One way that mass atrocities end is through flight and asylum, argue Alex de Waal, Jens Meierhenrich, and Bridget Conley-Zilkic in a recent article for The Fletcher Forum and in a follow-up New York Times editorial, “How to End Mass Atrocities.” In particular, they write that, “the target population gets itself out of harm’s way, or is evacuated.”
There are two problematic assumptions embedded in their work. The first is that flight is a reaction to violence, rather than a deliberate goal on the part of the perpetrating regime. The second is that the articles misconstrue the ability of affected people to actually receive asylum. I will cover both these points in turn.
Traditionally, it was assumed that most refugees fled from individualized state-based persecution. This is the definition of refugee status embedded in international law, particularly the 1951 Refugee Convention. Yet the notion of “flight” has changed dramatically in the last few decades; increasingly, individuals flee not just from persecution by the state but also by non-state actors, as well as from generalized violence. Further, though, are the numbers who cannot get out of their own state. While global refugee numbers have remained relatively steady over the past 15 years with 10.55 million refugees falling under the mandate of the United Nations High Commissioner for Refugees in 2010, the numbers of internally displaced persons (IDPs) continue to grow. That number grew to a new high in 2010 of 27.5 million people displaced within some 54 countries.
In addition, there is an important – and growing – fourth category of flight: mass displacements deliberately engineered by the regimes in power, or what has become known as regime-induced displacement. Such actions themselves may constitute crimes against humanity, and frequently, the level of coercion and the tactics used cross the threshold into ethnic cleansing and genocide. Further, these actions are quite commonplace. Of the 103 situations of mass displacement (involving the creation of over 100,000 refugees or IDPs) between 1991 and 2006, regime-induced displacement was a factor in sixty percent of the cases.
A major cause of this is regimes targeting populations believed to support insurgencies. But while there is a high correlation between civil wars and regime-induced displacement – 40 percent of the cases had both causes present in the same year – it is neither invariably linked nor is the causal linkage clear. This is a phenomenon that de Waal himself has pointed to in relation to Darfur. He argued in a 2004 piece that the “atrocities carried out by [the Janjaweed] are systematic and sustained; the effect, if not the aim, is grossly disproportionate to the military threat of the rebellion.” These actions are frequently instrumental: perpetrators of regime-induced displacement can be motivated by regime preservation and security concerns, and equally, can be driven by more prosaic motives such as removing troublesome minorities or territorial resource transfers.
But what of asylum? While the authors point to the success of the Bantu people of Somalia in seeking long-term resettlement in the United States, they neglect the detail that actual resettlement did not begin until 2004, over a decade following their initial displacement. Even so, they were the lucky ones. Returning to the case of Darfur, of the over 2.5 million people displaced between 2003 and 2008, only some 260,000 became refugees and all but 20,000 of those were in neighbouring Chad. There, asylum afforded them little protection as they continued to face insecurity and attacks by the Janjaweed until the deployment of a European Union-led peacekeeping force in early 2008.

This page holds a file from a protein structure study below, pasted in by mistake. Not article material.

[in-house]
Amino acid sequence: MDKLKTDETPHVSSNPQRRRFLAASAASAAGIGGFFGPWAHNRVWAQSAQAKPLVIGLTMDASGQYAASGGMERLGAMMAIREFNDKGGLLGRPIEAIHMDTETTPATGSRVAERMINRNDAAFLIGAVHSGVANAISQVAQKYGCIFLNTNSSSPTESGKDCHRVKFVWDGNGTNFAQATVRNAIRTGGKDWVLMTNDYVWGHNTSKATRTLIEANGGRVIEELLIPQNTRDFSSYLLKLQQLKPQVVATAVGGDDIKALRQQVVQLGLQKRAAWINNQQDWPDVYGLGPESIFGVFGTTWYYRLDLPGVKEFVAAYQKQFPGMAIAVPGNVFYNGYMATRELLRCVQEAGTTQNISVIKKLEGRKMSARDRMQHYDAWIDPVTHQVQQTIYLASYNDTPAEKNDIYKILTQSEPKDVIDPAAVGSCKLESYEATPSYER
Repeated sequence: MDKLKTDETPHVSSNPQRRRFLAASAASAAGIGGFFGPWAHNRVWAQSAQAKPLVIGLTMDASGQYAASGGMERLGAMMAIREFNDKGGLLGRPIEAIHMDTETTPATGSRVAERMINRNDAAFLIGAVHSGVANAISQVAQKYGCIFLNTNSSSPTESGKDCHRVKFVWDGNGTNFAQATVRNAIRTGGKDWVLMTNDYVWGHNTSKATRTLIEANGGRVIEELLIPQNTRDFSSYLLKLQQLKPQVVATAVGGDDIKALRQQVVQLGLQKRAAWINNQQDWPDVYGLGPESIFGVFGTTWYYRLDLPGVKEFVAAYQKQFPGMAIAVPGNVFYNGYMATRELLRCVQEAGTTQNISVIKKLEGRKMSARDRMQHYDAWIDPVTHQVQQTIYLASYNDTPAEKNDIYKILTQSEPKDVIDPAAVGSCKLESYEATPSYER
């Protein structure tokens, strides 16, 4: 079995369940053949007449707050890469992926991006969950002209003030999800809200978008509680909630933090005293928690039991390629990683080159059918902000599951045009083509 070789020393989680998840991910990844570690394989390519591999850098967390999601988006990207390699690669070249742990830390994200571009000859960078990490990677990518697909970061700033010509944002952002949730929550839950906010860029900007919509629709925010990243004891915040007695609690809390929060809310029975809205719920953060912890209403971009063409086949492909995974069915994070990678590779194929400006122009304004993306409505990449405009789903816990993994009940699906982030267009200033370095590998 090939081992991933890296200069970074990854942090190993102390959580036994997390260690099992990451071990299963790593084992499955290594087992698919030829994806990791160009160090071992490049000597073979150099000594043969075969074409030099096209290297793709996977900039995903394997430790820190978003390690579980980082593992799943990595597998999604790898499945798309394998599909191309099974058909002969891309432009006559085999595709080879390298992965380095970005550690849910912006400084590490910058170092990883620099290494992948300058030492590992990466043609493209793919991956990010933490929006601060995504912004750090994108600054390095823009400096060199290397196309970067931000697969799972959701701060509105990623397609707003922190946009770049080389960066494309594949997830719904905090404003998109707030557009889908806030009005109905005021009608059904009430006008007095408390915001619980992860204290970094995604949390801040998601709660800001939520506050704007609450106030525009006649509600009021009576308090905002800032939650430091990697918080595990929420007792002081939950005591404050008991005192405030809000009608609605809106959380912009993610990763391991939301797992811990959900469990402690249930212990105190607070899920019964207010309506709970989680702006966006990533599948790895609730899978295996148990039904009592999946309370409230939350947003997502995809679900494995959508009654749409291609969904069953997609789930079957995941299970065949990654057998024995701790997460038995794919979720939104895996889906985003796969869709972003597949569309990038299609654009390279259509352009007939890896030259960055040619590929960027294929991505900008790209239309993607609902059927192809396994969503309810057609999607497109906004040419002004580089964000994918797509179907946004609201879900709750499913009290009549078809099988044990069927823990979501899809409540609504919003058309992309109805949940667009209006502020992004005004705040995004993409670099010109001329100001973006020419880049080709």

Whether we talk about Darfur, Libya, or Syria, flight from the country is not an option. Instead, the displaced remain trapped within their own countries where they may continue to be targeted by their governments. At the very least, this requires a sustained effort on the part of the international community to provide humanitarian assistance. At worst, it means the killings continue.
De Waal concludes his editorial by arguing that the proponents of the Responsibility to Protect (R2P) incorrectly assume that, “all perpetrators of mass political violence are insatiable killers and that dictates who should respond (Western nations), how (with military intervention) and why (for justice and democracy).” I am not arguing that international military interventions are the only option in these cases; they are not. But the R2P doctrine acknowledges that states have the responsibility to protect their own populations from ethnic cleansing and crimes against humanity, and that the international community has the responsibility to assist individual states to help protect their populations. To assume that this reduces down to a view that R2P equals regime change is a substantial misinterpretation of the doctrine. To assume that flight remains a viable option for populations targeted by their own state is simply to assume that inaction in the face of mass atrocities is not morally problematic.
Dr. Phil Orchard is a Lecturer in International Relations and Peace and Conflict Studies at the University of Queensland and a Research Fellow with the Asia-Pacific Centre for the Responsibility to Protect. His primary research focuses on international efforts to protect civilians and forced migrants. He is currently completing a book titled ‘Refugees and the Construction of International Cooperation’ and, with Alexander Betts, an edited volume on ‘Implementation in World Politics: How Norms Change Practice.’